Happy Thanksgiving from GGB; Newsletter Returns December 4

Supreme Court Decision Already Having Impact

Since the U.S. Supreme Court declared Native American tribes are sovereign nations that can't be sued, the Sault Ste. Marie Tribe applied to the Interior Department to have its downtown Lansing property taken into federal trust for a casino (l.), and Michigan Attorney General Bill Schuette withdrew his petition to the high court to block the tribe's proposed casino there.

The U.S. Supreme Court’s recent decision in Michigan vs. Bay Mills Indian Community already is having an impact. In that case the high court ruled  Native American Indian tribes have sovereign immunity that protects them against lawsuits. As a result, Michigan Attorney General Bill Schuette has withdrawn his petition to the high court to hear his lawsuit against the Sault Ste. Marie Tribe of Chippewa Indians that wants to open a casino in downtown Lansing. Schuette spokeswoman Joy Yearout said the state will return the case to a federal district judge in Grand Rapids to determine whether the Sault tribe violated a gaming compact it signed with the state. In addition, Yearout said, the attorney general’s office will name individual tribal officials, rather than the tribe as a whole, in lawsuits. The state believes the Sault tribe first needs to obtain revenue-sharing agreements with other Michigan tribes under a provision in its state gaming compact, Yearout said.

At the same time, the Sault tribe announced it has applied to the U.S. Department of the Interior to take its Lansing property along with acreage in Wayne County into federal trust. The tribe said it expects a decision from the Interior Department in a few weeks.

The tribe wants to build a 125,000 square foot casino adjacent to the Lansing Center along Michigan Avenue on land it purchased land from the city. A portion of electronic gaming proceeds would be shared with the city of Lansing for a college scholarship program.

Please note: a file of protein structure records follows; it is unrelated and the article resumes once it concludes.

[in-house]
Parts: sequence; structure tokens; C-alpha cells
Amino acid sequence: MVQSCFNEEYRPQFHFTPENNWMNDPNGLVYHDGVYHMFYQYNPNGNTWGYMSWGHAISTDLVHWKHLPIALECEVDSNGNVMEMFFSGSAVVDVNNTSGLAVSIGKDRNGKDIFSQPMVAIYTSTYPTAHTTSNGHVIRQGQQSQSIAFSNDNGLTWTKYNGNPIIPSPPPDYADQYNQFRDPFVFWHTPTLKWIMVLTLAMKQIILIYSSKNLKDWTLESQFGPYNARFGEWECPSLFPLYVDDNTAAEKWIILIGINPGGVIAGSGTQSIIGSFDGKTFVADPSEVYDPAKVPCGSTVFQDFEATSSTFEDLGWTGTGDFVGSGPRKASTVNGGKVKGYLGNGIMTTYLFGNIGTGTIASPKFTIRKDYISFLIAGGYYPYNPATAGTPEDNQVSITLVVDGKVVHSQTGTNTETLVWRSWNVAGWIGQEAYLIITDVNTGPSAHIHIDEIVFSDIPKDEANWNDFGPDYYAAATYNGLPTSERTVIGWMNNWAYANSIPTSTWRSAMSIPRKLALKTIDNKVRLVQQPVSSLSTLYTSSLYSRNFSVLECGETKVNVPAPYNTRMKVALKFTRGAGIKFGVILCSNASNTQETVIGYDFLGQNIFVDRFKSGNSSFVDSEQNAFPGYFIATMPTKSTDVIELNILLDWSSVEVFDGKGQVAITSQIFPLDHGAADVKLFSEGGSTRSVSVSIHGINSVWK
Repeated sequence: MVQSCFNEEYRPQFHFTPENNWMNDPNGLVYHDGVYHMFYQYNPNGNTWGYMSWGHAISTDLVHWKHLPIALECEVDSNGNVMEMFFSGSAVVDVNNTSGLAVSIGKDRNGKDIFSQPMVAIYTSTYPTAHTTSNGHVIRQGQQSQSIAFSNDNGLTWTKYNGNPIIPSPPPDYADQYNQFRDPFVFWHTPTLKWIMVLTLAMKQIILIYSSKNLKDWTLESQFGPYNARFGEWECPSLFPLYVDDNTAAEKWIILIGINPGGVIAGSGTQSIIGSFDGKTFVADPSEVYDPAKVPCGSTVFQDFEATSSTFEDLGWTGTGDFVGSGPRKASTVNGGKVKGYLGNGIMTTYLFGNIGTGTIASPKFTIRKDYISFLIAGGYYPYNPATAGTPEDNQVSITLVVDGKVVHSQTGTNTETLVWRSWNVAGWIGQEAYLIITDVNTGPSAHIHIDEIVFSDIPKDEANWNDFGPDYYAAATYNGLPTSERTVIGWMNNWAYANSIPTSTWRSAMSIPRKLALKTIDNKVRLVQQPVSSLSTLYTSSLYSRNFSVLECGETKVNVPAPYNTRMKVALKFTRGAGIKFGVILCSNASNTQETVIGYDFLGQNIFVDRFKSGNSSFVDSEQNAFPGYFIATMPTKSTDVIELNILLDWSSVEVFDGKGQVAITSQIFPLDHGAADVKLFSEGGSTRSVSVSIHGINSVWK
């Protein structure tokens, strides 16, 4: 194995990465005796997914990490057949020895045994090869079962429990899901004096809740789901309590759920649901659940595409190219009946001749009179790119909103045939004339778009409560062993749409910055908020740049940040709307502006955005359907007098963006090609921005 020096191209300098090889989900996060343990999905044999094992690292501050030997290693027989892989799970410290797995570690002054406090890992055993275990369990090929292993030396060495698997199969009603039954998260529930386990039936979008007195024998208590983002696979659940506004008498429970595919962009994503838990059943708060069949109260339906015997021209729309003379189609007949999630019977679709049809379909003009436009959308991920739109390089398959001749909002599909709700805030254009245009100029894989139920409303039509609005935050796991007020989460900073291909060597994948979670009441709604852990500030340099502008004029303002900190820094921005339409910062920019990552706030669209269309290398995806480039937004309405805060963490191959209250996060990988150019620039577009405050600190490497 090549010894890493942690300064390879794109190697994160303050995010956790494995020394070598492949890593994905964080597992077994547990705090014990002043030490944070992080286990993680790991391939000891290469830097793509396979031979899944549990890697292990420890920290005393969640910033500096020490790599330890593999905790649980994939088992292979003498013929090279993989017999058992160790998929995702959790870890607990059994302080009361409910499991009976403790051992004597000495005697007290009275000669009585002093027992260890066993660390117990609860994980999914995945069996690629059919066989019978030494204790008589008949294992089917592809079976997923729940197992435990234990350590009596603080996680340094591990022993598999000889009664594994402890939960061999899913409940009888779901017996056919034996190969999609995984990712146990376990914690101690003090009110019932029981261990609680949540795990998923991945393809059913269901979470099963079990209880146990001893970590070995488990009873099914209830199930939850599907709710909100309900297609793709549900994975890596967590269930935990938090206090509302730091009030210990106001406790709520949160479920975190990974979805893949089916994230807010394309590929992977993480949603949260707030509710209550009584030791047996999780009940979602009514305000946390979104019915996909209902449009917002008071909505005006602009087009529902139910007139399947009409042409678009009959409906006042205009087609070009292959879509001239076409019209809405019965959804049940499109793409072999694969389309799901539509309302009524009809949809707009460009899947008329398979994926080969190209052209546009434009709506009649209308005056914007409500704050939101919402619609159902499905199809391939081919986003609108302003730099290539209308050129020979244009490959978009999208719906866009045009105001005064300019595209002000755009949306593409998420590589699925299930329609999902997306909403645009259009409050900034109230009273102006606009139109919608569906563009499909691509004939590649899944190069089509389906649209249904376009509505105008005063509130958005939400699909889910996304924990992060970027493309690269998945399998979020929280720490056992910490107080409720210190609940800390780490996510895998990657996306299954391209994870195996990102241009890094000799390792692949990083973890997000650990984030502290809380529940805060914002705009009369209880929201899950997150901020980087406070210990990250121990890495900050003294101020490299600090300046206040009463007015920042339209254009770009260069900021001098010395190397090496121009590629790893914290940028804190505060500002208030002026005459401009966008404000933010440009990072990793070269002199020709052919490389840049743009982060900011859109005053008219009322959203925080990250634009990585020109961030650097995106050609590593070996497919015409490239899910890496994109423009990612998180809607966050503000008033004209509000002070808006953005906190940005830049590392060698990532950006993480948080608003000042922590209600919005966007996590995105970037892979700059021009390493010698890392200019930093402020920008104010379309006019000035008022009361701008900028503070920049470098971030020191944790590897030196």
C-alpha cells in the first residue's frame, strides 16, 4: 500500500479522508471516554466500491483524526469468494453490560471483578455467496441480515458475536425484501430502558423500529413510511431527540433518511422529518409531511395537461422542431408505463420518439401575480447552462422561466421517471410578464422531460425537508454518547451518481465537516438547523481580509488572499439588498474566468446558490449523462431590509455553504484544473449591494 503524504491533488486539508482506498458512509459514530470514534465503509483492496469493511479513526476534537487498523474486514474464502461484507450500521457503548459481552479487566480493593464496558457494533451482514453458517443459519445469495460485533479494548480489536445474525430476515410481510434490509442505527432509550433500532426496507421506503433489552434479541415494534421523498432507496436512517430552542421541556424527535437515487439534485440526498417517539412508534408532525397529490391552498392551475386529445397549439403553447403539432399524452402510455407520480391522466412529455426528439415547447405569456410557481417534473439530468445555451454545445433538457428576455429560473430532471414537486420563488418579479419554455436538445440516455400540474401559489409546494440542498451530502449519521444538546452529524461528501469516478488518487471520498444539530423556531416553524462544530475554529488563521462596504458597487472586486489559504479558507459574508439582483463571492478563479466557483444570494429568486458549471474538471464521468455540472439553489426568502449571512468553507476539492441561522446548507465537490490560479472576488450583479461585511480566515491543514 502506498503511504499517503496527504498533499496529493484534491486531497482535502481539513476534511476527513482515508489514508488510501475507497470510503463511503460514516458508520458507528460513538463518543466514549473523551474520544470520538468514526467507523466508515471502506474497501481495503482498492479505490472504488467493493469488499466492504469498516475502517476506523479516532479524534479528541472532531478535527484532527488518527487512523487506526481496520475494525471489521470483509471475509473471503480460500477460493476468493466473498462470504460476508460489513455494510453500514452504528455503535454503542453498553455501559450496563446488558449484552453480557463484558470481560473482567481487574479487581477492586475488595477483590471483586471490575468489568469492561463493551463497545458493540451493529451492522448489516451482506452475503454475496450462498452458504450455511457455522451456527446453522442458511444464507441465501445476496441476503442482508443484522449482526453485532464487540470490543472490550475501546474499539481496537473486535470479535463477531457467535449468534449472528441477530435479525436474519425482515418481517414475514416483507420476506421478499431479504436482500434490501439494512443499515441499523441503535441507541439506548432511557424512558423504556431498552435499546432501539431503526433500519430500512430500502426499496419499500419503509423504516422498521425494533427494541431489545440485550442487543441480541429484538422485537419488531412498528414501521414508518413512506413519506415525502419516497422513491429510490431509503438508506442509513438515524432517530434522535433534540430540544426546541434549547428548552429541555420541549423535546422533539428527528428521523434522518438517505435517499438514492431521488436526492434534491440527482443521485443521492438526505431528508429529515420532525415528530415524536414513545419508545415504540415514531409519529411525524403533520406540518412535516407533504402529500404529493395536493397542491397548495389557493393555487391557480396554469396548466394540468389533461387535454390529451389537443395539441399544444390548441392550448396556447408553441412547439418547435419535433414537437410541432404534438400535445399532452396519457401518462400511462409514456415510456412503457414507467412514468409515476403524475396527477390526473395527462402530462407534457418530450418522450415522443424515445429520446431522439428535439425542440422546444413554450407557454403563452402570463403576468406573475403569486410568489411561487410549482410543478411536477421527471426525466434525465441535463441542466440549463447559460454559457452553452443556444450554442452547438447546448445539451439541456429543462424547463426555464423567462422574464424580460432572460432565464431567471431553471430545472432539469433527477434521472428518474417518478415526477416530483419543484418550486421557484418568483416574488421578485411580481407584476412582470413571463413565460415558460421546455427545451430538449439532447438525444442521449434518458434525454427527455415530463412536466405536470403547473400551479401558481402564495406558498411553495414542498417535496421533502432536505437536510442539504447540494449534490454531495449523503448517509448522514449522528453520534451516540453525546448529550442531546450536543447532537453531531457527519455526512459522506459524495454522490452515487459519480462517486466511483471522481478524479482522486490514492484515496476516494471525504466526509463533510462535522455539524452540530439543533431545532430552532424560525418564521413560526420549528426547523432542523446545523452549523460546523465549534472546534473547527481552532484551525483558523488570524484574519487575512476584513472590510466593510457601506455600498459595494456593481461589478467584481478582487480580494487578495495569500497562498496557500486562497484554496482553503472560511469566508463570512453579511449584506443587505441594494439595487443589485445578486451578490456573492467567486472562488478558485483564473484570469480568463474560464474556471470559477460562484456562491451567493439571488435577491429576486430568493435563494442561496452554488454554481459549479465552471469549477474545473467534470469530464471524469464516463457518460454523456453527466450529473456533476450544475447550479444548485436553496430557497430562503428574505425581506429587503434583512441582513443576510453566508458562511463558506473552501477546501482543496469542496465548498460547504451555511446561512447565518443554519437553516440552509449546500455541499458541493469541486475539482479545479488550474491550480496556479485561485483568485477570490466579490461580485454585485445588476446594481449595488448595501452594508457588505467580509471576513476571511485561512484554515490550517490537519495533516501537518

Tribal officials said they’re also considering opening a casino on 71 acres it owns near the Detroit Metropolitan Airport.

Sault tribal attorney John Wernet said, “We welcome the attorney general’s decision. We continue to evaluate our next steps, recognize that legal hurdles remain, but remain confident of our underlying legal position and fully committed to moving forward with our Lansing casino project.”

Meanwhile, a trial to approve Detroit’s plan to exit its $18 billion bankruptcy, the largest in U.S. history, will begin in late July. Unreliable gaming revenue projections could affect the court’s ruling as well as hurt the city’s budget. Detroit Emergency Manager Kevyn Orr projects that wagering tax revenue from three local casinos, the city’s third largest source of cash, will remain essentially steady as far ahead as 2023.

But casino revenue has been falling in Detroit along with other gambling locations like Las Vegas and Atlantic City. Overall, revenue at the three casinos fell 4.75 percent in 2013. The decline has continued so far this year, with revenue over the first four months falling more than 6 percent from a year earlier. Besides more competition and recession, industry analysts also blame several factors for the gaming revenue drop:  young people are not interested in casino gambling; the casino market is saturated; and thousands of local residents may see their wages drop due to the bankruptcy plan.

Orr spokesman Bill Nowling said the casino revenue projection is conservative and was calculated by Ernst & Young, the city’s financial restructuring advisors. Nowling said the calculations also were based on anticipated Michigan unemployment rates “continuing to improve and inflation to hold at or below 1 percent annually.” He said if the projections were too high, Detroit “will live within its means and will match spending with available revenue.”

Detroit officials also are dealing with an increase in problem gambling among the local Arab and Chaldean communities, from young adults to senior citizens. Imam Muhammad Elahi, leader of the Islamic House of Wisdom in Dearborn Heights, said the holy Qur’an considers gambling as offensive as alcohol. “It puts them together like they are two dangerous drugs,” Elahi said. “What people lose is much more than what some people may gain. The Qur’an wants us to seriously reflect on the reality of this situation.”

The Michigan Department of Community Health offers a free program operated by the Detroit-based Health Management Systems of America, which lately has been targeting the area’s multicultural communities. Program Manager Lori Mellow said educational literature is offered in foreign languages and individuals with gambling problems may consult specialists who speak Arabic or Spanish.